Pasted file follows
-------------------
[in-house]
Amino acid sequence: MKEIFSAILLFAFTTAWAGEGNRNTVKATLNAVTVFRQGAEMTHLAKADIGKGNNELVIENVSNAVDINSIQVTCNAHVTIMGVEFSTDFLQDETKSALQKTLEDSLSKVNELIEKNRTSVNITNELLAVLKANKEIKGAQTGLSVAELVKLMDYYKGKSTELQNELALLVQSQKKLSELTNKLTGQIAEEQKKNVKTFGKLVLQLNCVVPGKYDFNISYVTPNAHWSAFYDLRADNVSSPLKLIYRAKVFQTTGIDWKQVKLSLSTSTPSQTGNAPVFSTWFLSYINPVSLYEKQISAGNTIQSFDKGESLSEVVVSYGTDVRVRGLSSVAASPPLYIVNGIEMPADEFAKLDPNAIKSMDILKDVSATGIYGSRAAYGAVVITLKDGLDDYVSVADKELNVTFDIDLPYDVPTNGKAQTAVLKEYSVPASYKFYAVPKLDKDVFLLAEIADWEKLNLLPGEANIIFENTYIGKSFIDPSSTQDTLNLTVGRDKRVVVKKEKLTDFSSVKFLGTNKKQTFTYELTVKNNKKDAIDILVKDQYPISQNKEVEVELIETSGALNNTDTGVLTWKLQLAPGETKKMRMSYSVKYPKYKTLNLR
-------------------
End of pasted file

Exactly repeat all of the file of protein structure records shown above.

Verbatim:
[in-house]
Amino acid sequence: MKEIFSAILLFAFTTAWAGEGNRNTVKATLNAVTVFRQGAEMTHLAKADIGKGNNELVIENVSNAVDINSIQVTCNAHVTIMGVEFSTDFLQDETKSALQKTLEDSLSKVNELIEKNRTSVNITNELLAVLKANKEIKGAQTGLSVAELVKLMDYYKGKSTELQNELALLVQSQKKLSELTNKLTGQIAEEQKKNVKTFGKLVLQLNCVVPGKYDFNISYVTPNAHWSAFYDLRADNVSSPLKLIYRAKVFQTTGIDWKQVKLSLSTSTPSQTGNAPVFSTWFLSYINPVSLYEKQISAGNTIQSFDKGESLSEVVVSYGTDVRVRGLSSVAASPPLYIVNGIEMPADEFAKLDPNAIKSMDILKDVSATGIYGSRAAYGAVVITLKDGLDDYVSVADKELNVTFDIDLPYDVPTNGKAQTAVLKEYSVPASYKFYAVPKLDKDVFLLAEIADWEKLNLLPGEANIIFENTYIGKSFIDPSSTQDTLNLTVGRDKRVVVKKEKLTDFSSVKFLGTNKKQTFTYELTVKNNKKDAIDILVKDQYPISQNKEVEVELIETSGALNNTDTGVLTWKLQLAPGETKKMRMSYSVKYPKYKTLNLR